Today my Question about Viral Faceapp Does the app threaten the aging of your privacy?
The FaceApp application again became viral. But are there any underwater stones in it?
After becoming viral in 2017 and gaining more than Faceapp 80 million active users, the FaceApp application again became the center of attention thanks to the so-called FaceApp Challenge, in which celebrities (and not only them) age their faces with the help of the in-app filter. FaceApp uses artificial intelligence to create a visualization of your appearance on your iPhone or Android over several decades.
However, this week a single tweet led to panic on the Internet when the developer reported that the application can collect all the photos from your phone and upload them to their servers without the explicit permission of the user. Tweet author Joshua Nozzi later said that he tried to draw attention to the fact that FaceApp has access to all the photos, even if it does not upload them to a server owned by a Russian company.
All this turned out to be another storm in a glass of water, of which there are so many on the Internet. The cybersecurity researcher, known under the pseudonym Elliot Elderson (real name Baptiste Robert), installed the application and checked where it sends users’ faces. According to Elderson, FaceApp sent only uploaded photos — the ones you want to process — to the company’s server.
Where is this server located?
In America, not in Russia. FaceApp.io servers are located in Amazon data centers in the USA. In addition, as noted by Elderson, the application uses software code developed by third parties, so it will communicate with their servers, and they are again in the US and Australia.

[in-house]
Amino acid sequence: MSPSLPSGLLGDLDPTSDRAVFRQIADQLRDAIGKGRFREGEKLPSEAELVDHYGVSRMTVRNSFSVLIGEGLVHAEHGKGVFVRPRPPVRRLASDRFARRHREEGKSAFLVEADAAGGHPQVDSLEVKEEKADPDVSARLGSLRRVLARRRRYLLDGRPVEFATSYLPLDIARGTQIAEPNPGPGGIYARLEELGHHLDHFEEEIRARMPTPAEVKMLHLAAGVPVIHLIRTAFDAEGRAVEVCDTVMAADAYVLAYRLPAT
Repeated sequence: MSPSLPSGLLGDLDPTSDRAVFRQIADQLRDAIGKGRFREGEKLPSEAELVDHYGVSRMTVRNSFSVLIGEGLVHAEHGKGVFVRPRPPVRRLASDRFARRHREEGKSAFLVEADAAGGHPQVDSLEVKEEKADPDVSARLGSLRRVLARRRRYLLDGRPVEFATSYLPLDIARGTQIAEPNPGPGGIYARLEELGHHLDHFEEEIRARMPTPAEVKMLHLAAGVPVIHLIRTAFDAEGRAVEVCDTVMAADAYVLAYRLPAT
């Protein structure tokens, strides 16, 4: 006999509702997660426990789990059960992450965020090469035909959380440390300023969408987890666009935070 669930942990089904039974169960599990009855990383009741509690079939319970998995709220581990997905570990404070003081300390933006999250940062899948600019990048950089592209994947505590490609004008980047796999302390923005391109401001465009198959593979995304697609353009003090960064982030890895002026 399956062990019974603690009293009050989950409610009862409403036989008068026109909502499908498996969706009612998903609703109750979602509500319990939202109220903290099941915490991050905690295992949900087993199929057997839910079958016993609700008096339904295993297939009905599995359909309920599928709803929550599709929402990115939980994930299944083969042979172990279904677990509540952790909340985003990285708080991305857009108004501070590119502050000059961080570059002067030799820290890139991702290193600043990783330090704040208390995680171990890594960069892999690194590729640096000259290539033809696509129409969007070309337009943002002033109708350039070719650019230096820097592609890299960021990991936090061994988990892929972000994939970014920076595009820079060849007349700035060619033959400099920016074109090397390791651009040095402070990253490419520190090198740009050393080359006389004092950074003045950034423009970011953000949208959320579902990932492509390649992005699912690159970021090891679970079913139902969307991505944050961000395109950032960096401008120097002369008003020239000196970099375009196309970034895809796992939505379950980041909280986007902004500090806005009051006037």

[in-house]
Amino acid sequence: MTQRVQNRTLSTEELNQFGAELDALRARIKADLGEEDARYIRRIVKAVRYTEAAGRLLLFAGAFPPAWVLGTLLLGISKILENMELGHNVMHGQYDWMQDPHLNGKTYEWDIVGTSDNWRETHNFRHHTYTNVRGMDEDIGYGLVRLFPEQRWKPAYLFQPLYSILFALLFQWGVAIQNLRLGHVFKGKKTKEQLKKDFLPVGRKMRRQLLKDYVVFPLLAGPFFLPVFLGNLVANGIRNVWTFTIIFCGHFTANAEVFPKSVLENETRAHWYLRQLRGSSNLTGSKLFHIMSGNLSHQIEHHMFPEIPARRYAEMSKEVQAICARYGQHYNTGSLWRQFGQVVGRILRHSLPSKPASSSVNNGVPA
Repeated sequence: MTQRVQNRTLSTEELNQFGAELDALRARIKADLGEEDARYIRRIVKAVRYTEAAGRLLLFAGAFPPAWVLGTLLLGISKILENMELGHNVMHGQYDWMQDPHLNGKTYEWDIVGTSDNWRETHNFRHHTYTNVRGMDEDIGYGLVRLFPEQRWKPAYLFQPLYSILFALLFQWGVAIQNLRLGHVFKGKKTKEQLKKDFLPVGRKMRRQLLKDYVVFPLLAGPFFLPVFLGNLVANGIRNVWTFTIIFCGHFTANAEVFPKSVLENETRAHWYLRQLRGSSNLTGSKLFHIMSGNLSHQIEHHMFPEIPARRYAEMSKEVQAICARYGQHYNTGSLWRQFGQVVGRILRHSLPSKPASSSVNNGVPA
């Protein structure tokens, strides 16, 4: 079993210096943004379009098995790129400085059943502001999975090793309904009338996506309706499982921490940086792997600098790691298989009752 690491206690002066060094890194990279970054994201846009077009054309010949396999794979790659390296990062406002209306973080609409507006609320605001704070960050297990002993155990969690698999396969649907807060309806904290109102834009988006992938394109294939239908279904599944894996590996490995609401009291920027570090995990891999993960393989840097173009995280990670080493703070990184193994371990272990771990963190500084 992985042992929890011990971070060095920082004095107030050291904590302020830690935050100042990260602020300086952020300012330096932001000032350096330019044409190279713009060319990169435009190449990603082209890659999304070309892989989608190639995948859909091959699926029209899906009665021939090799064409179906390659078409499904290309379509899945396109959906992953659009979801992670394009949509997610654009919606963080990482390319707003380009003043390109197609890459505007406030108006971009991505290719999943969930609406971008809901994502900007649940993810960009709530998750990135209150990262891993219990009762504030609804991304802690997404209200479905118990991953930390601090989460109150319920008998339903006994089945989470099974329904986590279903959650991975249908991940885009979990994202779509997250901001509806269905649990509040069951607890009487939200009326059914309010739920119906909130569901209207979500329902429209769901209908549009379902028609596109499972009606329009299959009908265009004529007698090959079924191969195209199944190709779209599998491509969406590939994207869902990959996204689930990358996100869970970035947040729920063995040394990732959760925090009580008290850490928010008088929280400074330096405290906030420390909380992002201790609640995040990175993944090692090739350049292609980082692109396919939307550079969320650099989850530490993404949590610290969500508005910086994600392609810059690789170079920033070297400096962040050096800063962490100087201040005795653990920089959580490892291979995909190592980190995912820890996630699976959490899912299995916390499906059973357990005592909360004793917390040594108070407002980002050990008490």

Since the development company is located in St. Petersburg, the photos will be viewed and processed in Russia. It is unclear how much access Viral FaceApp employees have to these images. And at the time of publication, Forbes did not receive a comment from the company about what it does with the uploaded photos.
Should I worry about privacy?
FaceApp could act differently. It could, for example, process photos on your device, rather than send downloaded images to an external server. “I’m sure many people don’t like it,” said iOS security researcher Will Strafah.
It is unclear how well FaceApp’s artificial intelligence would process photos on the device, and not on more powerful servers. But it is clear why the application does not do this: Trending FaceApp develops algorithms for changing faces by learning from photos uploaded by users.
Users who are concerned that the application has permission to access absolutely all photos should take a look at the tools installed on their smartphone. Probably many of them have access to photos and much more. For example, to all your movements due to location. If you want to change the access parameters for your personal information – either delete the application or go to its settings on your iPhone or Android and specify which data you can use.